(Posted from The Publeconomist, published 12/26/09)
How strange that on Christmas Eve I blogged about the difference between the good Muslims and the bad ones, and then on Christmas Day, a jackass named Abdul Farouk Abdulmutallab exemplified the distinction. I’m sure you’ve all seen the news of the bomb on the Delta flight from Amsterdam to Detroit, but if you haven’t, here’s the NY Times article.
Even though some brave passengers and flight crew were able to prevent an awful act of terrorism, millions of people are going to be affected, and in two groups. First, Muslims who aren’t crazy. And second, air travelers. As someone who travels very often, I’m already not looking forward to enhanced TSA security in the coming months!
I especially sympathize with anyone named Abdul or Mohammed who will be traveling to or within the United States. Our experience with terrorism in the past decade has not been racially transparent. Attacks against our country, embassies, and expats have been performed by radical Muslims. What does this look like when it’s streamed over FOX News, or even CNN, over eight years? How can we expect most of America to be able to differentiate between the good Muslims and the bad ones?
Here’s some free PR advice for the wealthiest Muslims in the world: instead of buying private jets, pumping money into the debt-ridden Dubai, and blowing money on palaces on super cars, spend money on your universities. Get some Muslim universities in the world’s top 100. Or top 500 even! Separate radical religion from educational studies, and challenge your students to think about social issues. Challenge then to ask questions. And challenge them to not flee to United States for an education.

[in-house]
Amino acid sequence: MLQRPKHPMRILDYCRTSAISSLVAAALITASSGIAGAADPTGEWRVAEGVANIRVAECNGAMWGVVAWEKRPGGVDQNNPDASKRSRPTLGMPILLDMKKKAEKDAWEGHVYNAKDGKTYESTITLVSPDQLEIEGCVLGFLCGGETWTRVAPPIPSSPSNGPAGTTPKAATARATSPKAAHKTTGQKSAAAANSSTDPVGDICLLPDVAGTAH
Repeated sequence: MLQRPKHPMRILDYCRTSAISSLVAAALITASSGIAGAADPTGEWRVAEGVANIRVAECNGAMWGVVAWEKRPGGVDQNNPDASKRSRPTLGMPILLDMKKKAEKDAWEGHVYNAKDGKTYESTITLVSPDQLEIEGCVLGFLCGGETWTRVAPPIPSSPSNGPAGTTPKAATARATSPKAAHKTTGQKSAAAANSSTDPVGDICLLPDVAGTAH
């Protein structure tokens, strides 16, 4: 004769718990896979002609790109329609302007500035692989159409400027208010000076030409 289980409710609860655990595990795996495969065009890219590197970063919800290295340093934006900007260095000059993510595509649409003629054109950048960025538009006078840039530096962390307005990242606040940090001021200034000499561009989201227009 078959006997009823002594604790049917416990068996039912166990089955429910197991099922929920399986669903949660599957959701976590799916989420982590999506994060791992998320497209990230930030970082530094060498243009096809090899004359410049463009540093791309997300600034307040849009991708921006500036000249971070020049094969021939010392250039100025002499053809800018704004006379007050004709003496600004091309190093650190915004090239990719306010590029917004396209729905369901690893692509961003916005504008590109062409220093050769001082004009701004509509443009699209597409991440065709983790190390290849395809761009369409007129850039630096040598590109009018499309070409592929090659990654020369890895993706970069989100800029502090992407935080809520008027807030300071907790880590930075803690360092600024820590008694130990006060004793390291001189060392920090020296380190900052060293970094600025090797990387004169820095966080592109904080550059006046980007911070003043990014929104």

I think that if even 10% of the money invested in Dubai was invested in Arab-world universities and schools where freedom and knowledge triumph over religious tyranny, the world would be changing. Abdul Farouk Abdulmutallab would have still tried to blow up Flight 253, but at least the Muslim world could point to a place of change and progress, rather than not much at all.
Anthony DiFiore, Publisher
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